Debunking myths about booster seats with armrests
Are armrests on booster seats with backrests really necessary?
First of all, we should mention that these so-called “armrests” are not elements designed to support the arms. Instead, their shape provides a guide for the seat belt’s chest strap. Neither their height nor their dimensions have been designed for resting the arms on. Something similar is true of headrests in vehicles, which perform a primary safety function in the event of a rear-end collision, but in no case are they designed as a comfort feature.
Going back to booster seat “armrests”, for years there has been a rumor or myth that seats that do not have this system do not provide adequate safety for children in the event of a collision, increasing the risk of damage to the child’s abdominal area.
Are “armrests” therefore necessary in booster seats with backrests? The answer is simple. No, they are not necessary and we are going to explain why.
The 3-point seat belt, which is used in all vehicles today, has a lap belt, which passes across the pelvis, and a chest belt, which restrains the entire chest up to the shoulder. The lap belt must pass over the area where the child’s legs meet their pelvis, but without any slack or gaps between the position of the child’s pelvis and the seat belt. This seat belt position is achieved by correctly positioning the child in the child restraint system, based on its height and longitudinal position.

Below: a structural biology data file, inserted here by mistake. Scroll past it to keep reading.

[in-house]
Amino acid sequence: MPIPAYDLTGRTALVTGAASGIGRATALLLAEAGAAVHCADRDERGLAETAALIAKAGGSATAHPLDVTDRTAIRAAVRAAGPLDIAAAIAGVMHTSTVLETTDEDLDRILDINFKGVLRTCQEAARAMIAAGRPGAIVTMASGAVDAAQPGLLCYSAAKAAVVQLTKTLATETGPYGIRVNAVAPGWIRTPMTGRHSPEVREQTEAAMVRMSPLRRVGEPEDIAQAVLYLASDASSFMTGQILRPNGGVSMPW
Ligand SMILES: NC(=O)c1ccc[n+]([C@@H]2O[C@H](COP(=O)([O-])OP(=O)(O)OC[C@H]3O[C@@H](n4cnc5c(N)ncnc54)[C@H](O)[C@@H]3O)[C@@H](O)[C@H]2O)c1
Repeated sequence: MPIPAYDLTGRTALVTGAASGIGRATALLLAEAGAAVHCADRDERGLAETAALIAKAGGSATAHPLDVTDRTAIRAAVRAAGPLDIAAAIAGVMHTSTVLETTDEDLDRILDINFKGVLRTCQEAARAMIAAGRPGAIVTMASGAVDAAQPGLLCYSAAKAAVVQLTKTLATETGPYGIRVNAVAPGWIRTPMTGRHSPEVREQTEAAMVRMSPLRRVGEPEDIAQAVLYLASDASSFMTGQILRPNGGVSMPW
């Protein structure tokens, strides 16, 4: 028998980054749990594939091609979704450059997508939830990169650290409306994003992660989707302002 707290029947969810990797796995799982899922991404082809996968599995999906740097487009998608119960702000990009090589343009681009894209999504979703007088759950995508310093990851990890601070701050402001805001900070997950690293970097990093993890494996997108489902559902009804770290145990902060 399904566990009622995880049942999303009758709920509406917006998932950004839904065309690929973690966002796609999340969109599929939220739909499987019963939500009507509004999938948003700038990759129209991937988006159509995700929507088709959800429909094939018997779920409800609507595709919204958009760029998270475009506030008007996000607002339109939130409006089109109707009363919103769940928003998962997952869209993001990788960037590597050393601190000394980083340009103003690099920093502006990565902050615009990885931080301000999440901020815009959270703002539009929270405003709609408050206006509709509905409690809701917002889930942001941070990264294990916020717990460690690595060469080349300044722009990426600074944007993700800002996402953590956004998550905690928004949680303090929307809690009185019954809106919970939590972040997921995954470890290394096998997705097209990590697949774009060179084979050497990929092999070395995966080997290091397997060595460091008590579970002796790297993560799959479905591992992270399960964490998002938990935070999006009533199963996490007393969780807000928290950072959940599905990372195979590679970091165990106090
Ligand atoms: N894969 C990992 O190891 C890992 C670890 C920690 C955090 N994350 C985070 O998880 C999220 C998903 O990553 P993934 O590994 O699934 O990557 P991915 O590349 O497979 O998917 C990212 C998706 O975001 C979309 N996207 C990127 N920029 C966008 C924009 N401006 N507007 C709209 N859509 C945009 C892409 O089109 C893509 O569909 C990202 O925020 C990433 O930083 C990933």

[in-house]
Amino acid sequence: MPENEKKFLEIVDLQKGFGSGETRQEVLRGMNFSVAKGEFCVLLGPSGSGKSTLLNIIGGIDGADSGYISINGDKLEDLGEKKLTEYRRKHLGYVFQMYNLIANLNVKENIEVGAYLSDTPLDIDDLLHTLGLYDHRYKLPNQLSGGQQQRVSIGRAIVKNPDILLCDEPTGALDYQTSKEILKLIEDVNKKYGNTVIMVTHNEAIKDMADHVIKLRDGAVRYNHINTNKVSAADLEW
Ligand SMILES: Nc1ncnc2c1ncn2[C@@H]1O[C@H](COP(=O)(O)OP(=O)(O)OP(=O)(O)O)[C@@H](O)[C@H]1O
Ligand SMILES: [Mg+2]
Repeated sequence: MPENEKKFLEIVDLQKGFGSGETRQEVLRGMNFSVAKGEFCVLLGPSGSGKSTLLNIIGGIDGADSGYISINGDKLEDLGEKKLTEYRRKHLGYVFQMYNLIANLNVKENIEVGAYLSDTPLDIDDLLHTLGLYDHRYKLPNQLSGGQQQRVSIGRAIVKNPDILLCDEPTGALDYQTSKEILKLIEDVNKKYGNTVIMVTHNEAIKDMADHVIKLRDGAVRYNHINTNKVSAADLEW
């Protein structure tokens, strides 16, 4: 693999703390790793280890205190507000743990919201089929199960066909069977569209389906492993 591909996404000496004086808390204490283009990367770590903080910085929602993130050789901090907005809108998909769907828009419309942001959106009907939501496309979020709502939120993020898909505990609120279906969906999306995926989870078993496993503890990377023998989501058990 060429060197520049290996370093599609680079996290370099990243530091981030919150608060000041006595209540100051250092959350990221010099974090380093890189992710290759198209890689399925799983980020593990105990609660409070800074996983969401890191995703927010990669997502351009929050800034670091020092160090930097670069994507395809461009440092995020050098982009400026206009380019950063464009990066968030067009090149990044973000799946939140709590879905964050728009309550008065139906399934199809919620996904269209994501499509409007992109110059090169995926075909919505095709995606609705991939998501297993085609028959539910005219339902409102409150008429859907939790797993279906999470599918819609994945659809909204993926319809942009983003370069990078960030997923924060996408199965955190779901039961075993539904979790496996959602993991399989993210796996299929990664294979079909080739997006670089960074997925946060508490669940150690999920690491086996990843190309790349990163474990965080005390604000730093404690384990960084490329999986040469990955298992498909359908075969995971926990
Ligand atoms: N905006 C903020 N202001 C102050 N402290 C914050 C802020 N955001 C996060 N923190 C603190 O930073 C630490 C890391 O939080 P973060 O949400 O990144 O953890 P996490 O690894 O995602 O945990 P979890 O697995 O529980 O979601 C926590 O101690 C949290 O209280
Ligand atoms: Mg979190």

In fact, booster seats with backrests keep the child further forward and higher than the vehicle’s seat itself. In this position, the “armrest” should not come into play, since the only thing it can do is artificially vary the correct positioning of the belt. Consequently, in no case should this element define the positioning of the lap belt.
From a safety perspective, it is the “armrest” that limits the upward movement of the chest strap, which could cause neck and chest injuries. If this movement is not limited somehow, the chest strap tends to move upwards as the child decelerates in a collision. It is at this point that we need a system to limit this possibility.
Child restraint system manufacturers use different techniques to accomplish this limitation, and a small hook is enough to change the belt dynamics and prevent the belt from lifting. We see examples of this in the main brands on the market.
In addition, a number of studies have shown that the use of “armrests” makes it more difficult to put the child in the seat correctly, since it is quite easy to pass the chest strap over the armrest instead of underneath it, which would favor this chest movement and increase the risk of injury.
This is the main reason why leading manufacturers discourage the use of these “armrests”, opting instead to fit simple hooks or similar solutions, thereby avoiding the risk of poor placement due to an element whose use has been misinterpreted.
The conclusion is that in the event of a collision, child restraint systems with armrests offer the same level of safety as those without, and in no case should this be a reason for choosing one type over the other.